“Really, that low?” Rory asked. He pursed his lips, “Well, a twenty percent possibility that the modifications performed on this vessel by the people you hijacked it from the first time, were designed to screen it from psionic senses… and that they were done by the people who captured you… the people who planned to use the ship against these unknown aliens before you stole it.”

“What’s the other eighty percent chance?” Lieutenant Medica asked.

“Oh, uh,” Rory looked at Feliks, who shrugged, “That’s the likelihood that they didn’t understand the systems well enough and that their modifications didn’t work as intended. Either way, it has the same result. We think this ship would be completely invisible to any psychic senses. It would be like it didn’t exist!”

“It isn’t perfect,” Feliks interjected. “There will be ways that a psychic could locate it if they knew it was present, but it is still an unprecedented achievement.”

“Okay,” Forrest mused, “so they modified this ship and now those mystery aliens can’t see it and it is still very hard to detect to almost everyone else…” He looked at Lieutenant Medica. This didn’t really change much, if anything.   “Can we dump them at Formosa Station?”

The engineering officer scowled at the two scientists. “I’m not sure they’d survive.”

Rory’s back went straight, “I’ll have you know that I can take care of myself–”

“Formosa Station,” Forrest interrupted, “is an independent station sometimes frequented by pirates and slavers. I’m assuming you have no hard currency on you?”

As Rory and Feliks shook their heads, Forrest sighed, “We have some, but probably not enough to buy you passage back to the United Colonies. Certainly not enough to pay for passage on a trustworthy vessel. An untrustworthy captain might sell you into slavery… or just steal everything you own and dump you out an airlock.”

“Uh, maybe we should stay aboard the ship,” Rory looked over at Feliks.

“That seems to be the better option,” Feliks nodded.

“We don’t have enough people aboard to babysit you,” Lieutenant Medica growled. Forrest winced at the reminder. They had ten people to operate the destroyer. Normally that would have made the task impossible. However, the Widowmaker was heavily automated, so the skeleton crew could manage, if only barely. At least, until serious maintenance issues came due, anyway. Lieutenant Medica went on after a moment, “We can’t afford to have you getting in the way at the last minute and getting us all killed.”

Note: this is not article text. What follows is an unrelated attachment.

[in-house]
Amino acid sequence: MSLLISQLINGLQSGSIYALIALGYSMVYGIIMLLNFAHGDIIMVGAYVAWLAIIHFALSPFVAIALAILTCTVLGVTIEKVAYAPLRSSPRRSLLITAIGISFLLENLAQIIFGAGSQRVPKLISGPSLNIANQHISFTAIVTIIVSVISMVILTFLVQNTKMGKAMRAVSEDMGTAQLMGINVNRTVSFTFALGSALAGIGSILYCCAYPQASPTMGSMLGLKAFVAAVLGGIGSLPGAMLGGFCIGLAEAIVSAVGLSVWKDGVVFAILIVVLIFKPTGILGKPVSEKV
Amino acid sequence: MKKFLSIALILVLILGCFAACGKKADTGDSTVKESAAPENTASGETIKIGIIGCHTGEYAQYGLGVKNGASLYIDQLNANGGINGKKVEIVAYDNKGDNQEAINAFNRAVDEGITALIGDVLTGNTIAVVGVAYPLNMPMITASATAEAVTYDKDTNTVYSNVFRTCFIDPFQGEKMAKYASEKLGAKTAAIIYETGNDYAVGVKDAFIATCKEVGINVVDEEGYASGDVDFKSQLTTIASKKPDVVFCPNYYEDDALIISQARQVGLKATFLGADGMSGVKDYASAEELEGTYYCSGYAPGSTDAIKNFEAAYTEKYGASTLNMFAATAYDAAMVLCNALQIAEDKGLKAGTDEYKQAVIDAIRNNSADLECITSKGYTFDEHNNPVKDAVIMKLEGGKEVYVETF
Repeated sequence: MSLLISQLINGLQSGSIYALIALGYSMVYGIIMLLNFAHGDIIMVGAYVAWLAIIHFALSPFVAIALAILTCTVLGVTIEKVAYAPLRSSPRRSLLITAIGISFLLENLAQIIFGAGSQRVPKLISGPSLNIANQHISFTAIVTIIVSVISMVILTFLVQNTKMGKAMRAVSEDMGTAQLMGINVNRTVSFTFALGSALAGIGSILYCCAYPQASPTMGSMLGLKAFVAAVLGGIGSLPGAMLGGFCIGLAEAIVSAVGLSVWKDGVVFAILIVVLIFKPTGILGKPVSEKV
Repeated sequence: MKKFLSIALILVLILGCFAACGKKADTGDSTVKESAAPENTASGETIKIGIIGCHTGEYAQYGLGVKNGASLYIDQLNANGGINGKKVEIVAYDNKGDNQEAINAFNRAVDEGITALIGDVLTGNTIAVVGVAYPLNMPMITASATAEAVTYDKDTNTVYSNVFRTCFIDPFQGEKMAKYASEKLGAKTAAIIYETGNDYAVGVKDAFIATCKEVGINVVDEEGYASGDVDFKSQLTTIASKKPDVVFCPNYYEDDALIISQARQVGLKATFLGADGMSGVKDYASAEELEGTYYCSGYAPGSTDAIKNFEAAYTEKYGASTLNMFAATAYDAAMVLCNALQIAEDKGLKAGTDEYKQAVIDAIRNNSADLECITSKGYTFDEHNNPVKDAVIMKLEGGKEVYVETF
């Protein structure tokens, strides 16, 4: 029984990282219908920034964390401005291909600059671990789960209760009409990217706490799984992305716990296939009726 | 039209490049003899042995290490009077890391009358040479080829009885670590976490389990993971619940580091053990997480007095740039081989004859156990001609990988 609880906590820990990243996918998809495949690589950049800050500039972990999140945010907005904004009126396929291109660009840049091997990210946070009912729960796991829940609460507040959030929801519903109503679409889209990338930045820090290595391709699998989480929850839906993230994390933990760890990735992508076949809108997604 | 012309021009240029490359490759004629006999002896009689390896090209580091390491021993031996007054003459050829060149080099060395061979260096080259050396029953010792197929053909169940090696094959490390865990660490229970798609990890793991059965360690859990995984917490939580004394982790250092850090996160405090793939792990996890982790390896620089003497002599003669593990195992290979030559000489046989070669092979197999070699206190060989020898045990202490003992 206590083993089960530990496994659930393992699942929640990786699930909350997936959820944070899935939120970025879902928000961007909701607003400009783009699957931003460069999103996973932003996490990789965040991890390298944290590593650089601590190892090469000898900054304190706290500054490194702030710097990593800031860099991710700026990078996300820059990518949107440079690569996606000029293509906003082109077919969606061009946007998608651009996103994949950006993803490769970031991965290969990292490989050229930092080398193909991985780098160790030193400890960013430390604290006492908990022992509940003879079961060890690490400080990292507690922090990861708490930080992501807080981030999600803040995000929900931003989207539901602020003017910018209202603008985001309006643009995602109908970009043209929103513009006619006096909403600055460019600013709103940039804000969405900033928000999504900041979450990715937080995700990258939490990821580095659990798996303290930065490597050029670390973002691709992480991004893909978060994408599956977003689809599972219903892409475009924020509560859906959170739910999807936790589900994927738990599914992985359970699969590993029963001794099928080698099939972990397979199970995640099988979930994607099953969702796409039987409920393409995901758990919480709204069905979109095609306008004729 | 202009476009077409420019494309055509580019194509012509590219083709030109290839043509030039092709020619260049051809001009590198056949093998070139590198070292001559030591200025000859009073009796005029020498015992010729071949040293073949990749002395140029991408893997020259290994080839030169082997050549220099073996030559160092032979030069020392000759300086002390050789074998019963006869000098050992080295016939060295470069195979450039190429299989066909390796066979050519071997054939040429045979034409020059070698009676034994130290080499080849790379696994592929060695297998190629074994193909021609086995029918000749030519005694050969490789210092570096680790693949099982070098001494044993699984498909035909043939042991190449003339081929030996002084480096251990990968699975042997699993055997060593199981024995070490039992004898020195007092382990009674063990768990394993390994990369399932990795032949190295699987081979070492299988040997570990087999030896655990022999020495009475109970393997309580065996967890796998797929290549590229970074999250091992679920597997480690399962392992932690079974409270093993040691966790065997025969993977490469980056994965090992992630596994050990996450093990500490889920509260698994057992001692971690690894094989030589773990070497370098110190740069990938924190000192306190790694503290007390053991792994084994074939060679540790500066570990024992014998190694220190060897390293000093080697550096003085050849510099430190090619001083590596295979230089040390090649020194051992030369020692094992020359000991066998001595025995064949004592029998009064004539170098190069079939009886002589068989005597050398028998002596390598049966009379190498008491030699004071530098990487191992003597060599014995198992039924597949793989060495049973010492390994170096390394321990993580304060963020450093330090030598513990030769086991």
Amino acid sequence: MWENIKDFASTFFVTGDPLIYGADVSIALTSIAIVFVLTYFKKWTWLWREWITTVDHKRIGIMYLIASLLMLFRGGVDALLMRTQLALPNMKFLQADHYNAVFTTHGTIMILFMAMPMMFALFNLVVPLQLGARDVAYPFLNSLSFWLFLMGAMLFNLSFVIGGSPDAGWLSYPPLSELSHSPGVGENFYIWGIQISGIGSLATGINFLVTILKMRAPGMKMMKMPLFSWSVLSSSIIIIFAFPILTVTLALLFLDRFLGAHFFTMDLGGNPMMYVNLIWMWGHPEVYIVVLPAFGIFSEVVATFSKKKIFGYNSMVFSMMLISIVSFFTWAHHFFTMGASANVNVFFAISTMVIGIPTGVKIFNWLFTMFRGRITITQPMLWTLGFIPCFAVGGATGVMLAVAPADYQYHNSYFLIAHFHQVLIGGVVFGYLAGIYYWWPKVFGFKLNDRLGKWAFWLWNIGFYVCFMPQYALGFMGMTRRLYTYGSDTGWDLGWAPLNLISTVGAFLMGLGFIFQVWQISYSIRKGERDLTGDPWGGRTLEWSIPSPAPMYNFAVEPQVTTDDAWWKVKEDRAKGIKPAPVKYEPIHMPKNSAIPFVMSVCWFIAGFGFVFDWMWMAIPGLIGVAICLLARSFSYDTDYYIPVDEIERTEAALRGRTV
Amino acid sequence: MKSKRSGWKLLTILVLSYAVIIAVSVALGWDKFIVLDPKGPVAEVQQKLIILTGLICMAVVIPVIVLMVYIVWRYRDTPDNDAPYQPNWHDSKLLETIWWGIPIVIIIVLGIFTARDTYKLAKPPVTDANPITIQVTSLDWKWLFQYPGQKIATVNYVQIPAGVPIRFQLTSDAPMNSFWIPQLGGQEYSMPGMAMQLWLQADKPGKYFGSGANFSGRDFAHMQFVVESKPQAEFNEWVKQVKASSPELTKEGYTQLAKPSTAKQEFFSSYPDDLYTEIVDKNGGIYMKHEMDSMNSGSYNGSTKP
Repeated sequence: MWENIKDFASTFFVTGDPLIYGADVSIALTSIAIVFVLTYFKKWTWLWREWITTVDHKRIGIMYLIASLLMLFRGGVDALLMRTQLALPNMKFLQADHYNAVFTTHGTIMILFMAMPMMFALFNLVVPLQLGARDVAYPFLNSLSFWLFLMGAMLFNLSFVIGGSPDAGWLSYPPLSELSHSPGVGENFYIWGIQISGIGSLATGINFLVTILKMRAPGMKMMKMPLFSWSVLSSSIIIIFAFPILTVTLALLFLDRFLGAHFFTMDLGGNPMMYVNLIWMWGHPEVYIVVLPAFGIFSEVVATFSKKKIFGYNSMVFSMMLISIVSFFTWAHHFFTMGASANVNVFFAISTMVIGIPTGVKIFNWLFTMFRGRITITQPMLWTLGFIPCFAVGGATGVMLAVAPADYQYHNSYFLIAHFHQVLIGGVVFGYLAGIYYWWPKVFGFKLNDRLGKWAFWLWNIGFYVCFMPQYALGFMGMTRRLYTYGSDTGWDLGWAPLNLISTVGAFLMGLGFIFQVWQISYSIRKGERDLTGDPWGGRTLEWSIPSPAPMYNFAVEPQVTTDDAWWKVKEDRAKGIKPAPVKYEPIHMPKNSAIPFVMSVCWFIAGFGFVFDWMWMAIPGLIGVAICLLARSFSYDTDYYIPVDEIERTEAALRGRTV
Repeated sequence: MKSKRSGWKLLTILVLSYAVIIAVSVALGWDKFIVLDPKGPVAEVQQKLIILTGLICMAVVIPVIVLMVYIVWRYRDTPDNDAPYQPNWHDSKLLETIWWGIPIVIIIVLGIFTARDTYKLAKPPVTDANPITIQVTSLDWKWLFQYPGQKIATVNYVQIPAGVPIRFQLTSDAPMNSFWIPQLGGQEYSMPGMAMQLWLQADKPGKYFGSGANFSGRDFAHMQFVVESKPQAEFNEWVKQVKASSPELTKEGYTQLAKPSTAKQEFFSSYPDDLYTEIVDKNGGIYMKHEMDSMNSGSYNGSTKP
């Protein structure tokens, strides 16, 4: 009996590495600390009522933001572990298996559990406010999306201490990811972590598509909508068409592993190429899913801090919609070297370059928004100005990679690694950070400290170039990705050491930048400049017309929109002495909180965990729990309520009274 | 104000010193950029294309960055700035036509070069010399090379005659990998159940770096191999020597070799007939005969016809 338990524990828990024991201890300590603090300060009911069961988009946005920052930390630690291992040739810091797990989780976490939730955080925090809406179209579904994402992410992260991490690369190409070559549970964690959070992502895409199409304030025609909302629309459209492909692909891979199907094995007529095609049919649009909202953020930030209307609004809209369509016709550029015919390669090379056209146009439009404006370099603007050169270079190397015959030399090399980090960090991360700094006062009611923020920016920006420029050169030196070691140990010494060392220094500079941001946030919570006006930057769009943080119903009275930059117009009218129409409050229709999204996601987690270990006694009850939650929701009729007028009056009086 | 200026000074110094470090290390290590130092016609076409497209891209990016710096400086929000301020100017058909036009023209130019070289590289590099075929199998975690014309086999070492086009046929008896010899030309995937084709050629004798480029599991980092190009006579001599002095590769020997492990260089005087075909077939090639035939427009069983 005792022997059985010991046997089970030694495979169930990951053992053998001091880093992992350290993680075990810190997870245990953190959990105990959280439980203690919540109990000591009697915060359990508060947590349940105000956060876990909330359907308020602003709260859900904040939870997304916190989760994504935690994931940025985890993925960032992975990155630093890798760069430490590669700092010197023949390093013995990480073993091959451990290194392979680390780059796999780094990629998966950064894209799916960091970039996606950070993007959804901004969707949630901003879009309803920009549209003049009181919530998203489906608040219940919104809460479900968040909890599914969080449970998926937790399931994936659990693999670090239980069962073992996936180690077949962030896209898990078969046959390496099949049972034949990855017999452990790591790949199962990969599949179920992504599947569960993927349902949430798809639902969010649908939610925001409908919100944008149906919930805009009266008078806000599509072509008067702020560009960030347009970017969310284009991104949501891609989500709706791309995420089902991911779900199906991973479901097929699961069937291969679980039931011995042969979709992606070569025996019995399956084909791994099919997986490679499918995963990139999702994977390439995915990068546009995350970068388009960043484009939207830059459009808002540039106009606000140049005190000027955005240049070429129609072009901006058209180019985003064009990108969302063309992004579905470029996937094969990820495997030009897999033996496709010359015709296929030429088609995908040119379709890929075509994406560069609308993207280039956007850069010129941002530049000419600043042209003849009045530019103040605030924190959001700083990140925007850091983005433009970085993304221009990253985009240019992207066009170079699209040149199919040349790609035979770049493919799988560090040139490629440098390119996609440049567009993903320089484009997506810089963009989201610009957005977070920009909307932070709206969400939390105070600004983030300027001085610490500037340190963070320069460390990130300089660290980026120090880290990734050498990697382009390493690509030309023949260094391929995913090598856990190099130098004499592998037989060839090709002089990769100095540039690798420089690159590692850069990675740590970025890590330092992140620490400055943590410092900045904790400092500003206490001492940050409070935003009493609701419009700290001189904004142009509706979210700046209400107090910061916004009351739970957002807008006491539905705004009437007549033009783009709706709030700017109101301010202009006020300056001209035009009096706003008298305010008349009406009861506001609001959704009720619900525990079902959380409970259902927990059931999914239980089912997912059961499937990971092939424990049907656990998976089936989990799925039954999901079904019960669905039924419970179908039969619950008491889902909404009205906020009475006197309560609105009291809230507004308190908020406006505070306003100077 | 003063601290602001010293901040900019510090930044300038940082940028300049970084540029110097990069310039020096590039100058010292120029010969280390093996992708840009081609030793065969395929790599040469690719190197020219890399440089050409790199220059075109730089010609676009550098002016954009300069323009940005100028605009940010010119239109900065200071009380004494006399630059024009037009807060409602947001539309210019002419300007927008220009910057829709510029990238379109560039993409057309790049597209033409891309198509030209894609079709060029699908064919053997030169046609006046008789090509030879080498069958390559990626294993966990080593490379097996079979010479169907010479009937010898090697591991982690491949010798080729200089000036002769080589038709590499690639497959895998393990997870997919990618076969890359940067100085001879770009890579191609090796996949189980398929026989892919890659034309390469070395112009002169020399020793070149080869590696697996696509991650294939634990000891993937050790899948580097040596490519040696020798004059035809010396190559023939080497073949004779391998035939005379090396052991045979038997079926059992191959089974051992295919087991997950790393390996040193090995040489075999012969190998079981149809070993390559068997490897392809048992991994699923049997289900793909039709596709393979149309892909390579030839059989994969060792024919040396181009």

“We can be helpful!” Rory protested. “We’ve been studying the ship’s systems, we know far more about the stealth systems and how they interact with the rest of the vessel’s systems than you could have learned in your time aboard.”

Forrest pursed his lips, “Fine, it isn’t as if we have many options. You stay aboard… but if you get in the way, or if Lieutenant Medica says you’re a nuisance or risk, we’ll drop you at the first port.” In reality, he knew the two men were too valuable to risk them, but he didn’t have many options. Hopefully they’d stay out of the way and be somewhat useful. Forrest almost wanted to turn around and drop them off in United Colonies territory, but there was too much risk that word would have gone out about the theft of the ship.

“Of course,” Rory nodded, “We’ll be very helpful, not a worry at all… uh, by the way, why are we going to this pirate station?”

“There’s a rumor that some of Marius Giovanni’s people might resupply at the station,” Forrest said. “And we’re trying to track them down.”

“Wait,” Rory looked at Feliks, “isn’t that the guy…”

“Yes,” Feliks nodded, “he’s related to the new Nova Roman Emperor, correct?”

“He’s Emperor Lucius Giovanni’s father… or a clone of his father, anyway,” Forrest shrugged. “More importantly to our business, he’s the father of Alannis Giovanni, and for that reason I’m hoping that she’s still alive.”

“I’m confused,” Rory said. “We saw the footage, the shuttle she was aboard was destroyed at Kapteyn’s Star. I don’t see how it would be possible for her to have survived.”

“There’s a chance,” Lieutenant Medica said, “that she’s still alive. The Skipper thinks it wasn’t really her aboard the shuttle.”

“Why on Earth…” Rory shook his head, “What logical reason would you have to think that? I mean, Reese Leone wanted to take control of the Enforcer Platform. We have transmissions from him as he tried to dock with the station. We searched the planet below. All his people said he was aboard the shuttle along with Princess Giovanni. What evidence do you have to prove otherwise?”

“Little things,” Forrest snapped. It felt good to speak about it to someone who wasn’t inclined to believe him. The intelligence branch people he’d briefed had looked at him like he was crazy. The nine members of his former crew who he’d talked into helping him were already loyal to him, they trusted his judgment. Rory and Feliks were about as impartial as he could expect anyone to be. “She didn’t address me by my first name, she and Reese didn’t bring up my relationship with her, just… little things.”